Positioning statement from the Auditor General for Wales
Audit Wales are supporting public sector efforts by sharing learning through the pandemic
As the organisation responsible for scrutinising public bodies in Wales, we have privileged insight into how vital their services are to everyone’s lives, every day – and even more so at a time like this.
As Auditor General, on behalf of everyone at Audit Wales, and simply as a member of the public, I want to say thank you to those working so hard on our behalf during the COVID-19 pandemic.
How Audit Wales has responded
Like every organisation, Audit Wales has been challenged by COVID-19. Early on, as public services managed their immediate response, it was right that we gave space for that to happen. We suspended on-site work at audited bodies, revised our deadlines and expectations, and transitioned all of our staff to home-working so that we could continue to engage remotely.
Since then, we have continued our statutory accounts audit work to provide a trusted view on the state of public finances whilst scoping and modifying existing and new work. We have stepped up our engagement efforts and launched a project to provide real time feedback on the learning we are seeing from the response of public bodies to COVID-19.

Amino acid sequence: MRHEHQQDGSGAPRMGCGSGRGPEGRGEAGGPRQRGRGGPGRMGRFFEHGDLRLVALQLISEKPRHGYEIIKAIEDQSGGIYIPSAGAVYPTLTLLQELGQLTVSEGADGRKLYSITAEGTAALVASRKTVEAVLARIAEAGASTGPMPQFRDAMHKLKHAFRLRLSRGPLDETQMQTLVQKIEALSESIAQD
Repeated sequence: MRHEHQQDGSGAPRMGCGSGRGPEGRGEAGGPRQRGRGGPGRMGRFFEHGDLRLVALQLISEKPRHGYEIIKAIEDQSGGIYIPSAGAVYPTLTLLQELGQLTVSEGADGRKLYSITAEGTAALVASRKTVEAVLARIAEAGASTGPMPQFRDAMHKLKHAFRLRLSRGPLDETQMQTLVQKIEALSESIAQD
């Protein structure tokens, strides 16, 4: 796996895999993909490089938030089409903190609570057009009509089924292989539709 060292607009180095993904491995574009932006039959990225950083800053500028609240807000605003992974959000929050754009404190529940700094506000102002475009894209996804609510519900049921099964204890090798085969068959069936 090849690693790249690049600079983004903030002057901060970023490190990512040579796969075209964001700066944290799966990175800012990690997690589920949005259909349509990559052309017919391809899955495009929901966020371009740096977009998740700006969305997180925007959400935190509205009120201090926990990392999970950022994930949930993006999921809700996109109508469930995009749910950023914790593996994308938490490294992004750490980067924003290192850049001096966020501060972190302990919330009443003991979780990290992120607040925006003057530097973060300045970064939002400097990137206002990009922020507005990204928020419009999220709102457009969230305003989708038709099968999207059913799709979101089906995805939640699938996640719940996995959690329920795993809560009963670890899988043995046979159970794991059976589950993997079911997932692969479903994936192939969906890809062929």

As we look to the future, COVID-19 will continue to challenge us all. But that challenge also brings opportunity. For Audit Wales, the opportunity to think differently about how we best fulfil our purpose: to assure the people of Wales that public money is well managed; to explain how public money is being used to meet people’s needs; and to inspire and empower the Welsh public sector to improve.
Reshaping public services after the pandemic
In Wales, the Well-being of Future Generations Act [opens in new window] gives public bodies the ambition, permission and legal obligation to improve the well-being of current and future generations. Some may be tempted to dismiss the Act as irrelevant at this time.
But to see it only as a ‘nice to have’ is to misunderstand its core purpose. The sustainable development principle and the five ways of working enshrined in the Act – collaboration, integration, involvement, long-term and prevention - provide a framework for bodies to build the foresight and resilience they need to meet major, complex challenges.
I encourage those in positions of influence in the public sector to use those five ways of working as principles to guide our recovery as they rebuild from the pandemic.
For example, we are seeing urgency and shared purpose at the moment that is driving public bodies to collaborate in new and stronger ways that are very much in keeping with the spirit of the Act. If we can do it in response to crisis, surely we can do it in more normal times too?